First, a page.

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Anlezark v Realway Property[2017] QCATA 134

Anlezark v Realway Property[2017] QCATA 134

CITATION:

Anlezark v Realway Property  [2017] QCATA 134

PARTIES:

JUSTIN ANLEZARK

(Applicant/Appellant)

 

v

 

REALWAY PROPERTY

(Respondent)

APPLICATION NUMBER:

APL011-17

MATTER TYPE:

Application and Appeals

HEARING DATE:

22 November 2017

HEARD AT:

Brisbane 

DECISION OF:

Justice Carmody

DELIVERED ON:

30 November 2017

DELIVERED AT:

Brisbane

ORDERS MADE:

THE APPEAL TRIBUNAL ORDERS THAT:

  1. The application for leave to appeal or appeal is refused.

CATCHWORDS:

APPEAL – LEAVE TO APPEAL  – where the owner had requested the tenant vacate before the end of the fixed term agreement – where the applicant initially refused – where the owner found alternative accommodation – where the tenant had an honest belief the owner still required vacant possession – where the tenant broke the lease before the end of the tenancy – where the tribunal found there was no agreement allowing the tenant to terminate early without consequence – where the applicant seeks to raise new issues on appeal – where the appeal tribunal finds no appellable error

Residential Tenancies and Rooming Accommodation Act 2008 (Qld) s 331(2)(g)

APPEARANCES and REPRESENTATION (if any):

APPLICANT

Self represented

RESPONDENT

Amy Ward for Realway Property

REASONS FOR DECISION

  1. [1]
    The applicant was one of three co-tenants (with his mother and brother) of the rented premises managed by the respondents for the owner. The end date under the tenancy agreement was 12 August 2016.
  2. [2]
    The applicant’s mother and brother moved out in in January 2016, and the applicant vacated on 20 June 2016 when he had found affordable alternative premises for a stated ground, but could have chosen to give 14 days’ notice of his intention to leave on 23 June 2016 without giving any reason at all. In either case he would be liable for compensation rent until new tenants move in or the end date (which ever happens first).[1]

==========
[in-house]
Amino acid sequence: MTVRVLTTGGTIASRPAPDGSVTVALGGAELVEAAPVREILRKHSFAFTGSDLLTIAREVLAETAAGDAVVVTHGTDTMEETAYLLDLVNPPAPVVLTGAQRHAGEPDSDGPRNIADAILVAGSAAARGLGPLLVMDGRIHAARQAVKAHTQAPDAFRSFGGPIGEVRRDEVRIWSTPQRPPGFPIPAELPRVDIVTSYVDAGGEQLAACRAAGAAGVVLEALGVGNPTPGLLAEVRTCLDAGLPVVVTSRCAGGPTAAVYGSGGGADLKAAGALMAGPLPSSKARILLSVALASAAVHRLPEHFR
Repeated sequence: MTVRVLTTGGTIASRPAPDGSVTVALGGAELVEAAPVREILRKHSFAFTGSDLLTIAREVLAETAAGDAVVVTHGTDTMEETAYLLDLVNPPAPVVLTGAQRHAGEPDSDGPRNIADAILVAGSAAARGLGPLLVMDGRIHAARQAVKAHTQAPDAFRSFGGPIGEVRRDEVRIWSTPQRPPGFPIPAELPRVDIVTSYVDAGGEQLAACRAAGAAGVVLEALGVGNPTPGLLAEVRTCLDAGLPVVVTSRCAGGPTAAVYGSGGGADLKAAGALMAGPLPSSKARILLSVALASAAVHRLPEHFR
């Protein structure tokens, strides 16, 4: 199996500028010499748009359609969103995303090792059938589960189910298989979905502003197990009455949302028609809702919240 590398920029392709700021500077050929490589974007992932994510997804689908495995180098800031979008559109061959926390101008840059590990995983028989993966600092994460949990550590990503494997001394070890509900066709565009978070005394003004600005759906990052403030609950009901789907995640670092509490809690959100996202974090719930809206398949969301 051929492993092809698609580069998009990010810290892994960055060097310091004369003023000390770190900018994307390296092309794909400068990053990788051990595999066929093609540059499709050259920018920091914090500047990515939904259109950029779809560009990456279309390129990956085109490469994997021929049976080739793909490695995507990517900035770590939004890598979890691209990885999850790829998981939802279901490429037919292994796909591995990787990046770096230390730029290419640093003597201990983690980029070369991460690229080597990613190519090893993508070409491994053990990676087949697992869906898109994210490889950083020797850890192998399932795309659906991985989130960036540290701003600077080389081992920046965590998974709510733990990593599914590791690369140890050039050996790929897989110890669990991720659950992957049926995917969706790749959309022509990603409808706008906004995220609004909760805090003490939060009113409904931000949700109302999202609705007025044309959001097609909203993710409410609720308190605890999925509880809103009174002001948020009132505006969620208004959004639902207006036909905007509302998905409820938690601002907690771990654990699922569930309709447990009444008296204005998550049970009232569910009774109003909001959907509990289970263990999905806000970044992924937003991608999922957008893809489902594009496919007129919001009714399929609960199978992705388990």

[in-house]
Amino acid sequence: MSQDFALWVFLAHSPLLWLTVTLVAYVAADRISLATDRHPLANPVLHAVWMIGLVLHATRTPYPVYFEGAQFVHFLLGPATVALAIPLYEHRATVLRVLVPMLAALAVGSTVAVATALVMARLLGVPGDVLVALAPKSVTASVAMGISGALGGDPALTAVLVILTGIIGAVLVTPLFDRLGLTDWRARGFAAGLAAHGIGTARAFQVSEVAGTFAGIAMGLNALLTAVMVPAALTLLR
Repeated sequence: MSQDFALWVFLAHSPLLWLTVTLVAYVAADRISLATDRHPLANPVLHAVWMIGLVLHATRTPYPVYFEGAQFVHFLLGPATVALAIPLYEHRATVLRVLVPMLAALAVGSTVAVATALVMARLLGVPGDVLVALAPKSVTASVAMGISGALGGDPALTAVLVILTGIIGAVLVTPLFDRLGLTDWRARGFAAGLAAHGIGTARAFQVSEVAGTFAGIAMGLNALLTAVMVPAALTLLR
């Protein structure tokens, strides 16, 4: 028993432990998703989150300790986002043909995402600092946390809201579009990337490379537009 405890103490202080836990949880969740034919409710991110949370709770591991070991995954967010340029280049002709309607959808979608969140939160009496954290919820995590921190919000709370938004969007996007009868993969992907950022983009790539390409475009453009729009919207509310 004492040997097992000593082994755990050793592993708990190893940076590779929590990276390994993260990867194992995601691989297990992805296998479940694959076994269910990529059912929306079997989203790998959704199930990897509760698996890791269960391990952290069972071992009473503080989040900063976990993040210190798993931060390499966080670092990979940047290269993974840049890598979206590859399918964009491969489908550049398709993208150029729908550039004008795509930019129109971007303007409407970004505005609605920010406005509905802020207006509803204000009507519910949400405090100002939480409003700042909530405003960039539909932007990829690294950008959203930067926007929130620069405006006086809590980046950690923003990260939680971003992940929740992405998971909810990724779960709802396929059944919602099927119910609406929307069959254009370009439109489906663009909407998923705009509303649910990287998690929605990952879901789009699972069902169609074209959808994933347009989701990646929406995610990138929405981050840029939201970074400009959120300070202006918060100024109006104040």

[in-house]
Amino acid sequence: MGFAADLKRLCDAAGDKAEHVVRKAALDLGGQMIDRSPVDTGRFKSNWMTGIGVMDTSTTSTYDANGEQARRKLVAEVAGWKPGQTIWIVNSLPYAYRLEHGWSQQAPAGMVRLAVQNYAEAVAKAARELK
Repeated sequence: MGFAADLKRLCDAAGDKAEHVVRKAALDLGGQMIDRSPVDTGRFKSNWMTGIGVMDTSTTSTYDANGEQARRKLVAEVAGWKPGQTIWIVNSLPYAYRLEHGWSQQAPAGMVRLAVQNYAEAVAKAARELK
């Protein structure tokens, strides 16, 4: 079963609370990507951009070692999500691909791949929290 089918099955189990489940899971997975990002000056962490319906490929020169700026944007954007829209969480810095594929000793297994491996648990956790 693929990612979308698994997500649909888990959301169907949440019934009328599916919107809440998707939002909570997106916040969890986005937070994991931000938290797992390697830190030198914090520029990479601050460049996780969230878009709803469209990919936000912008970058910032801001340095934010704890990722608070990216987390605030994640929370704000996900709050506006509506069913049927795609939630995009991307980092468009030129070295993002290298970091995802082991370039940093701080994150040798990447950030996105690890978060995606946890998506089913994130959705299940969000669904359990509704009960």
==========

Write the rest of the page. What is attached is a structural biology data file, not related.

3. [3]
    The premises were relet from 21 July 2016. Subject to the duty to mitigate, the maximum amount the landlord was entitled to claim was $1757.15 (or $410 per week rent for 30 days). 
  4. [4]
    When the applicant was asked by the tribunal at T1-5:5 “why wouldn’t you have to pay that rent … given that you’ve brought about an early termination of a fixed term agreement?”, he replied, “(t)he early termination came around the owners wanting possession of their property and the family and I moving out to accommodate the owners moving back into their property.”

The context

  1. [5]
    The owners had asked the tenants to vacate early on or about 22 October 2015, and they refused in November 2015. The owners arranged alternative accommodation for when they returned from overseas on 13 January 2016.
  2. [6]
    The applicant says that he was reassured at a routine inspection on 19 February 2016 that moving out early if he found a place to move into “may not be an issue” or “shouldn’t be a problem” and “she’s got to talk to the owners”.[2] When he didn’t hear anything from her to the contrary after that he “thought the owners still wanted possession of their property and I could still go forward and find something for me that I could afford to move into” without being breached or blacklisted.[3]